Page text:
Duke's Mormon Monster
CHARLOTTE, NORTH CAROLINA -- He's 6-foot-10, 265 lbs and when he
comes off the bench at Duke basketball games, the Cameron Crazies (a
Duke fan club) start chanting "The monster's out of the cage." And
Matt Christensen then fills his role: to spark's Duke's team back
into its game.
But Christensen says his role isn't that difficult, "I do the easy
things out there," he said. "My role is to bring energy and emotion
to the game, get rebounds, play good defense, set screens and help
make my teammates better. When I was younger, I lived for moments
when I could make a dunk or block a shot. But some of the things I do
now probably are more important to the team than flashy plays."
He wasn't brought "out of the cage" much in past years for a variety
of reasons. A member of Duke's team since 1995, his fragile knee
joins have kept him from many games. He also took two years off to
serve and LDS mission to Germany and red-shirted one year. And, since
he's playing on a high-profile team, its no surprise that he has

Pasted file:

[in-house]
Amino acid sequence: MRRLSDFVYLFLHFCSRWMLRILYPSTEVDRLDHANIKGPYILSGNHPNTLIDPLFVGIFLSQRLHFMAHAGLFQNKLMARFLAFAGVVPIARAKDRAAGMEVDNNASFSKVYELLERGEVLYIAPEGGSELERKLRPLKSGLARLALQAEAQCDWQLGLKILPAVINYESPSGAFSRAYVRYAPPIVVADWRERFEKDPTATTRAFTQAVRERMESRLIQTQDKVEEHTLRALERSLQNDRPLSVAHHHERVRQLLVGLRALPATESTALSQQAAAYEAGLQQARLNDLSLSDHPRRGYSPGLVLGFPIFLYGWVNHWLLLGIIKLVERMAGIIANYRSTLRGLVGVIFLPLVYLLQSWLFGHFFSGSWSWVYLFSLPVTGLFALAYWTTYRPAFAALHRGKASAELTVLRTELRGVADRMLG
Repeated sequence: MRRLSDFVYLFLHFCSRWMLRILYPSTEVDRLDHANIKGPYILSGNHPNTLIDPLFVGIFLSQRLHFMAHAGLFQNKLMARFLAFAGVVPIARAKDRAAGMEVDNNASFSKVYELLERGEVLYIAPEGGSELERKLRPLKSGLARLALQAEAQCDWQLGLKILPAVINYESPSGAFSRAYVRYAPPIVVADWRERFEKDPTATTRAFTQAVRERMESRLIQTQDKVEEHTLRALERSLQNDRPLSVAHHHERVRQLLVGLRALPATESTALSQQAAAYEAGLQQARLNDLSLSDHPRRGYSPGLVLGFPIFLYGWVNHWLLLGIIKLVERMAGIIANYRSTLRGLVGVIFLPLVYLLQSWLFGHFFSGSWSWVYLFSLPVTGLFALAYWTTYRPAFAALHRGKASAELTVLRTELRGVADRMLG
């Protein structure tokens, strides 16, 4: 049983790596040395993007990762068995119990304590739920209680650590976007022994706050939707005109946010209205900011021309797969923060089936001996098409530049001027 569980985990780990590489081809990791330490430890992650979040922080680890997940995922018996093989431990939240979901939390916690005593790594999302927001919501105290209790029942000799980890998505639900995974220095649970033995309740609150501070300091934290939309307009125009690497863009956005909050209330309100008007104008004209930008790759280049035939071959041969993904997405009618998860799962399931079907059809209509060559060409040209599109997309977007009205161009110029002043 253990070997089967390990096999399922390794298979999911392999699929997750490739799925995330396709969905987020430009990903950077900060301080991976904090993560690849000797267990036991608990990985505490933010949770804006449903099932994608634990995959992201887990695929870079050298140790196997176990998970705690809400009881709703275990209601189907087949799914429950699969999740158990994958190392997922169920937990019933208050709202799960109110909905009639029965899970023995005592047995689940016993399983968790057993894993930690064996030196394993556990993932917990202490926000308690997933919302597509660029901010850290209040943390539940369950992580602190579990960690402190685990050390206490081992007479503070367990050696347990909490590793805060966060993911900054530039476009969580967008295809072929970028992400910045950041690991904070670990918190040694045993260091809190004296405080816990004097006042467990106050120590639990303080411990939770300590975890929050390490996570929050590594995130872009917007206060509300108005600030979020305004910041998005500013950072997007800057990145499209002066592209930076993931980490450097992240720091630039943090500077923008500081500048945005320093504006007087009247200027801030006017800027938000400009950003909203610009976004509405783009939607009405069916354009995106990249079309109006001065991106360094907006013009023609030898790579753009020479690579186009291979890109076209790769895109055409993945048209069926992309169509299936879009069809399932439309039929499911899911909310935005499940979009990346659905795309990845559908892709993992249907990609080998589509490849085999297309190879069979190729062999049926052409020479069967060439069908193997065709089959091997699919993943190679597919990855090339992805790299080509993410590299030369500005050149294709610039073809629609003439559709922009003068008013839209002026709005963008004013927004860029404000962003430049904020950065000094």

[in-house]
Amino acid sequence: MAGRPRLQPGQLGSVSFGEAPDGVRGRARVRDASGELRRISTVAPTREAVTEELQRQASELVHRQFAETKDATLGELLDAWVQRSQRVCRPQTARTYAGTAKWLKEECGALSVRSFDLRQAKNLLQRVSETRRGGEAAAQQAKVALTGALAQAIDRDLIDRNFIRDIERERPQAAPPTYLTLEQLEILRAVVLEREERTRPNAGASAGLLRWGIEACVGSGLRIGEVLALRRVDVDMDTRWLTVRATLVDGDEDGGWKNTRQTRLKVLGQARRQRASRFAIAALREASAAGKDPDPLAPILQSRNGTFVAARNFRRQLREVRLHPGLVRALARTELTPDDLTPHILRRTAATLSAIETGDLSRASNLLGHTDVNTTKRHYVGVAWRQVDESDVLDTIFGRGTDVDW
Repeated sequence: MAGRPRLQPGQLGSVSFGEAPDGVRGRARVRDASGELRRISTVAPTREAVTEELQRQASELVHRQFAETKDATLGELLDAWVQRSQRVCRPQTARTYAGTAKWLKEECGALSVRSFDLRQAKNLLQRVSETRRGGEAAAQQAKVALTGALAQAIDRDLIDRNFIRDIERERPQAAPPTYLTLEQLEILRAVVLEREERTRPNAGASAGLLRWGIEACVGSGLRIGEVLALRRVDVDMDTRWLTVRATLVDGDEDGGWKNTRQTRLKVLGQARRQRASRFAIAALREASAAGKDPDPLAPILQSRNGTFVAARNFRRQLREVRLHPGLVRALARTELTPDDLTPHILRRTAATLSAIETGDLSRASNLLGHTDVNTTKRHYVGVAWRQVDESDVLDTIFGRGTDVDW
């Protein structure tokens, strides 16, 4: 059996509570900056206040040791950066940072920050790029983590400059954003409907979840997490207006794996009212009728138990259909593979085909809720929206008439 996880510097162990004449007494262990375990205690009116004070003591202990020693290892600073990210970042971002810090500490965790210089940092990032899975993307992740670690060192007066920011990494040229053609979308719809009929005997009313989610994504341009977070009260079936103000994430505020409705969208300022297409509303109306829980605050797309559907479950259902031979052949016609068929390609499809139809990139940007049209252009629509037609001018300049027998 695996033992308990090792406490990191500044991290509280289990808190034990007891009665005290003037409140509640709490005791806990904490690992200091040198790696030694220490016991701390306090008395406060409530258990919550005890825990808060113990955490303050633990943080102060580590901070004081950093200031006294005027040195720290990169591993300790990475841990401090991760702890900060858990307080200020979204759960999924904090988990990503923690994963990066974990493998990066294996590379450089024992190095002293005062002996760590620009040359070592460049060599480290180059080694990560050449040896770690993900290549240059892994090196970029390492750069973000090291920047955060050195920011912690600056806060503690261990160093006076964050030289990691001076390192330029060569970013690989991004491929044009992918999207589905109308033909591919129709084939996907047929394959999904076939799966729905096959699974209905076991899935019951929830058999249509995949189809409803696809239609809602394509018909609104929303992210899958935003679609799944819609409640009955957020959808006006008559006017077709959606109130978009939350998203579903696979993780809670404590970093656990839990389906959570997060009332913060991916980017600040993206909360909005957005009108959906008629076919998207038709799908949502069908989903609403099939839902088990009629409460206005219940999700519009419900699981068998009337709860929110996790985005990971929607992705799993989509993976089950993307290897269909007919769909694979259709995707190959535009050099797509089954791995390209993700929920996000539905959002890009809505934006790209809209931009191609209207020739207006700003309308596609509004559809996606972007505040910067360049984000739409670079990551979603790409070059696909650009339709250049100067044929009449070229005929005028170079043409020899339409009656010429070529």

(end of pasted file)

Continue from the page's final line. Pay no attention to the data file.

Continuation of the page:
often been in the shadows behind more physically talented teammates.
Last year it was his knees that kept him from performing well and
sometimes kept him off the court altogether. So in the off-season,
Christensen had arthroscopic surgery that he says has made a big
difference. "The difference is pretty spectacular," he said. "I never
thought the knees would feel this good. I haven't had to have them
drained. I haven't had to wear a brace. I haven't missed practice. I
still take anti-inflammatories, and I apply heat to them before each
game and ice afterward."
In last Saturday's game against San Diego State, Christensen came
"out of the cage" and even became a dominant factor, snagging nine
rebounds in his 14 minutes of play and boosting the Blue Devils to a
But, unlike many in college basketball, Christensen isn't pinning his
career hopes to making the NBA. Infact, his achievements on the court
are outweighed by those off the court. He is on the Dean's List, and
not because of an easy schedule. He is working on two majors (yes,
two), in civil engineering and in economics, neither in fields known
to be easy or for a lot of athletes.
But while that may be surprising for many basketball players, it
isn't surprising if you consider Christensen's father. Clayton
Christensen was also a basketball player, at BYU, before he earned a
Rhodes scholarship and earned a DBA (Doctorate in Business
Administration) from Harvard Business School. He now teaches at
Harvard Business School and is best known for his 1997 business
bestseller, "The Innovator's Dilemma: When New Technologies Cause
Great Firms to Fail."
'Monster' unleashed for Devils
Greensboro NC News &Record 1Jan02 S2
By Larry Keech: Staff Writer, News &Record
More about "The Innovator's Dilemma: When New Technologies Cause Great Firms to Fail" by Clayton M. Christensen at Amazon.com